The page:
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Reducing vulnerability of urban lowland areas

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Presentation presented at 11icud conference in eEdinburgh in 2008. 4 components to reduce vulnerability are presented: 1) Threshold capacity, 2) coping capacity 3) recovery capacity and 4) adaptive capacity. For a comprehensive approach to reduce vulnerability and increase resilience, all 4 capacities need to be taken into account.

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Reducing vulnerability of urban lowland areas

  1. 1. ‘Reducing vulnerability of urban lowland areas’ Rutger de Graaf
  2. 2. Acknowledgements
  3. 3. The concept of vulnerability • Why is it important: • Objective of society to become less vulnerable to environmental variation such as variation of water resources and variation of water levels • Future variation is uncertain
  4. 4. The concept of vulnerability • A common definition of vulnerability: ‘sensitivity of a system for exposure to shocks, stresses and disturbances, or the degree to which a system is susceptible to adverse effects’ (Leurs, 2003; Turner et al., 2003; IPCC, 2001; Schiller et al, 2001) • Disturbances or can be both exogenous or endogenous. (eg. A drought can be caused by low precipitation, bad water management or both)
  5. 5. The concept of vulnerability • Possible responses towards environmental variation that reduce vulnerability: • Reduce (or control!) environmental variation  Building a threshold, example: • Reduce damage if this threshold is exceeded  Develop ability to cope with impacts • Recover quickly and effectively after damage has occurred  Develop ability to recover • If future variation is uncertain and potential impacts are large  Develop ability to adapt
  6. 6. Type Time orientation Responsibility Threshold Capacity Damage prevention Past Clear Coping Capacity Damage reduction Instant Not clear Recovery Capacity Damage reaction Instant/ future Not clear Adaptive Capacity Damage anticipation Future Undefined The concept of vulnerability
  7. 7. Flood control Flood control Water supply Water supply Threshold Capacity Higher dikes Increase river capacity Increased reservoir capacity More efficient supply infra Coping Capacity Improve risk perception Emergency plan & warning Backup supply facilities Individual storage Recovery Capacity Disaster funds & Insurance Recovery plans Multi-source water supply Disaster funds & Insurance Adaptive Capacity Flood proof & flexible urbanization Small scale pilot projects Flexible portfolio of sources Small scale pilot projects The concept of vulnerability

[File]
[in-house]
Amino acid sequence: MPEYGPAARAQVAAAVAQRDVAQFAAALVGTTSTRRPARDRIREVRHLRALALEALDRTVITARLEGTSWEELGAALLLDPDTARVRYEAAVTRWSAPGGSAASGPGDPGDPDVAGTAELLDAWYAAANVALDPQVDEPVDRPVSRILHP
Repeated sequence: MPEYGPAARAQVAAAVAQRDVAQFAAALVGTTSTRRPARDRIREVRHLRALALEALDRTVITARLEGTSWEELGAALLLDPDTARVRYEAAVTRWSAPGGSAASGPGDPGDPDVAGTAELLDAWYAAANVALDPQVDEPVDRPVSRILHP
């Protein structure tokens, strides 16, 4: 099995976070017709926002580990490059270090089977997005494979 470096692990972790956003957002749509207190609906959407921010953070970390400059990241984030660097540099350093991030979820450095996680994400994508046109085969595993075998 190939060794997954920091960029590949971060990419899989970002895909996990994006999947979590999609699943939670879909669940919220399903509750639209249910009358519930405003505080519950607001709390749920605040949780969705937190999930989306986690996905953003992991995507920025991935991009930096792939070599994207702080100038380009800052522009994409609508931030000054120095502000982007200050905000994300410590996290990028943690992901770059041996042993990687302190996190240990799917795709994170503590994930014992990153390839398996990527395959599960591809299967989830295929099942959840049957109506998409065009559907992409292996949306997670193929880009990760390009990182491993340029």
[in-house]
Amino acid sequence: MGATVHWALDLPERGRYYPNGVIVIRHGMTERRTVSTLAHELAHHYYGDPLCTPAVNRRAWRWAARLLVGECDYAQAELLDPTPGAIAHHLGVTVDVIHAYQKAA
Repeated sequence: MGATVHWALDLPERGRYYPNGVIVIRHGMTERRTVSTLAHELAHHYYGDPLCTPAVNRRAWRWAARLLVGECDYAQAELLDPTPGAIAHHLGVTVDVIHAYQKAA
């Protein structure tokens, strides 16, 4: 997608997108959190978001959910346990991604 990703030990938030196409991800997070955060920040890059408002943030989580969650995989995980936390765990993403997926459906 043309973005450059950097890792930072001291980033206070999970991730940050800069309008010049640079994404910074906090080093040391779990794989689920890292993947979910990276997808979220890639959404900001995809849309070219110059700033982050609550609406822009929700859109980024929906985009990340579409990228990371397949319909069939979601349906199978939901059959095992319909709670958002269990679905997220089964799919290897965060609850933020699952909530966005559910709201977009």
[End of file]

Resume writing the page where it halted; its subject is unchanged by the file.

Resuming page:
8. 8. The concept of vulnerability • Vulnerability of a system is difficult to assess because components of vulnerability are strongly interrelated. • Example: Increased flood defense (threshold capacity) leads to increased urbanization and a decreased flood risk perception (coping capacity).
  9. 9. Dutch vulnerability lock in Coping Capacity Adaptive Capacity Threshol d Capacity Recovery Capacity Urbanization Increased flood risk Higher dikes & pumping capacity Urbanization Vulnerable delta Land subsidence Increased vulnerability Lock-in
  10. 10. Threshold capacity
  11. 11. Coping capacity
  12. 12. Recovery capacity
  13. 13. Adaptive capacity
  14. 14. Concluding remarks • If we accept that we cannot completely control environmental variation, developing threshold capacity only will make us vulnerable for rarely occurring, high impact flood events and drought events • 4 components of vulnerability framework may assist in developing more comprehensive strategies • Governance mechanisms to successfully introduce the 4 capacities in everyday practice of citizens and professionals are still lacking
  15. 15. Questions r.e.degraaf@tudelft.nl Literature: • Water Science and Technology, Vol 56 No 4, pp 165-173 • Natural Hazards, 2008 • Urban Water in Japan, Taylor& Francis Urban Water Series vol 11

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